New Republic writer Stephen Glass got fired for making up his stories.
But who is to blame for believing them?
Media by Tom Scocca
"There is something in the human mind that turns instinctively to fiction," H.L.
Mencken wrote in 1926, "and . . . even journalists succumb to it." He
was reflecting on what's now known as his "bathtub hoax," an entirely false
history of American bathing (culminating in Millard Fillmore's installation of
the first White House tub) that was swiftly accepted and reprinted down the
years as fact. But the late Sage of Baltimore could just as well have been
writing about the news last week that Stephen Glass, a hotshot young assistant
editor for the New Republic, had been fired after faking a cover story
about young computer hackers who extort money from corporations. A Forbes
reporter attempting to follow up on Glass's work found no sign that any of
the characters, events, and organizations in the article existed. Soon the
truth came out: the whole piece was a sham.
And it wasn't the only one. Glass was a prolific writer and apparently almost
as prolific a fraud. His back catalogue (which the New Republic removed
from its online archive) is riddled with what is in hindsight ridiculous
material. A cover story from last June about the rehabilitation of George
Bush's image includes an account of the broccoli-shunning "First Church of
George Herbert Walker Christ." An April write-up of a nonexistent National
Memorabilia Convention describes "more than 3000" Monica Lewinsky-inspired
novelty items, including "an inflatable `Leaves of Grass'-reciting sex doll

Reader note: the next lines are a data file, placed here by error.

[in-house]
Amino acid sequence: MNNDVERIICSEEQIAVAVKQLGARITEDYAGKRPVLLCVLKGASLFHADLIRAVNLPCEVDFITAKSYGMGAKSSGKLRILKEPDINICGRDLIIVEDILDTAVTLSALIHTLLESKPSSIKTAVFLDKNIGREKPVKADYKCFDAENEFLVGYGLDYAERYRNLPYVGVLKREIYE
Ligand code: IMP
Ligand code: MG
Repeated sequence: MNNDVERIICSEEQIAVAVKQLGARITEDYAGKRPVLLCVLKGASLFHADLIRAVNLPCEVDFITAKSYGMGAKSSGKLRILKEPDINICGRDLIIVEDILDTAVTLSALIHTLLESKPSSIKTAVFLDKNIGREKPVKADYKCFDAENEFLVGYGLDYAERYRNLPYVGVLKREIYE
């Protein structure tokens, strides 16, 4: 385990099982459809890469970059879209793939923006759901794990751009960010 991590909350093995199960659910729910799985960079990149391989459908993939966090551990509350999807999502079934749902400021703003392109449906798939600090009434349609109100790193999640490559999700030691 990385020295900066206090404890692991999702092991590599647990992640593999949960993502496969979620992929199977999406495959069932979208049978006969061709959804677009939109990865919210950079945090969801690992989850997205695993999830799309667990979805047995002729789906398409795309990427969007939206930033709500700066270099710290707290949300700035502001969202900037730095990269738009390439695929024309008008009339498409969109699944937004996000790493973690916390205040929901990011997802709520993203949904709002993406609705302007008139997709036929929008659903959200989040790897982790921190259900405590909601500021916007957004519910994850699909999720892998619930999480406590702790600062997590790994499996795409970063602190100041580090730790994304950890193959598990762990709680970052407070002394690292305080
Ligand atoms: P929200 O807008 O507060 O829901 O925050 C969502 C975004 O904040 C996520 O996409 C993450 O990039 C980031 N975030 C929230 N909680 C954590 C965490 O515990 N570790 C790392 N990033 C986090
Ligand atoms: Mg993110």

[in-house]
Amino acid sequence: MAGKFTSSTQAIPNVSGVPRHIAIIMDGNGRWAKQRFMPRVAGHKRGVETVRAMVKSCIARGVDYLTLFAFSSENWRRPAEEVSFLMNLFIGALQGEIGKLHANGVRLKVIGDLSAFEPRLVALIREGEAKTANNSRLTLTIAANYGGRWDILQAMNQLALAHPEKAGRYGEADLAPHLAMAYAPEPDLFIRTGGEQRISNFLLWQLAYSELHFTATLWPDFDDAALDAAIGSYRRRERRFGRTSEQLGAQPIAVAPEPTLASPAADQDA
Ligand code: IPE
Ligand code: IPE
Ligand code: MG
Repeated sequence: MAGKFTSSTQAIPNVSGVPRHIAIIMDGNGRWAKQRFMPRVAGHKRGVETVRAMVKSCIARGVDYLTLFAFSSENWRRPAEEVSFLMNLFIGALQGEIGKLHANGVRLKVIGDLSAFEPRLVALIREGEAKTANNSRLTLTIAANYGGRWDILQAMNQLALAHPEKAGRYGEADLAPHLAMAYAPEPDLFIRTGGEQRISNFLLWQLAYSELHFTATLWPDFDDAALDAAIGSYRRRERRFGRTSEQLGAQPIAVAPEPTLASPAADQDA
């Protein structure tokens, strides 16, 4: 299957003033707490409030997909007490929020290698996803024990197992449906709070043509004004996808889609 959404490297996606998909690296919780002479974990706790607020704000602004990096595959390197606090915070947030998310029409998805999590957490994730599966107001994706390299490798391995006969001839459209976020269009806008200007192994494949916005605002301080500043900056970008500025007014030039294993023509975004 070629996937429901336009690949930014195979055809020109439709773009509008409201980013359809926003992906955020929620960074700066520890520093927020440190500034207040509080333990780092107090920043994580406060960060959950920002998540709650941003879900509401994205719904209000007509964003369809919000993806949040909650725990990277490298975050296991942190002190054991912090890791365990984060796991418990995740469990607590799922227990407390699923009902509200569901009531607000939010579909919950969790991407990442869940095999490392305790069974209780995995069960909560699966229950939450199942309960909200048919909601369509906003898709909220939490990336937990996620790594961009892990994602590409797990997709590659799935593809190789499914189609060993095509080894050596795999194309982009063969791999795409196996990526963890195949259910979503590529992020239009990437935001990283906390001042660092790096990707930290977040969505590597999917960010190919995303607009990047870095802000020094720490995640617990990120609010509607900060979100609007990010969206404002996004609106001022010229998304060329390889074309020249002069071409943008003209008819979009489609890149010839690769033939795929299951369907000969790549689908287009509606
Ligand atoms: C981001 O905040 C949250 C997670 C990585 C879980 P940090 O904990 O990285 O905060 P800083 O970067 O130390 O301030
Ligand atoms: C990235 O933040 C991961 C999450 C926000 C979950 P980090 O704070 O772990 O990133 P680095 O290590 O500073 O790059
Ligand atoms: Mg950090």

with the word INTERN stenciled across its chest."
But while everyone is marveling at the bold goofiness of Glass's inventions,
what's much more disturbing is the way his fictions were constructed. Glass
understood that even in the sober journalism practiced by the New
Republic, articles make their impact with anecdotes, not facts; his
stories, beyond the clear absurdities, are brightened up with improbably lively
scenes and unusually good quotes.
And anecdotes -- even factually true ones -- have a dangerous way of crowding
out reality. The Glass stories create such entertaining little pictures that
they slip right past the question of whether the big picture should be believed
or not. While the New Republic may have been, as the editors write in an
apology this week, victimized by "systematic and intentional deceptions," it
was a willing victim, beguiled by snazzy storytelling.
If you can tell an amusing yarn, you can go far in this country. Ronald
Reagan, the Great Communicator, drifted through eight years of presidency in a
fog of good stories, with tales of Cadillac-driving welfare queens and noble
war heroes. His critics protested that it was all made up or borrowed from
movies, but they had nothing but dull information to offer in rebuttal. Reagan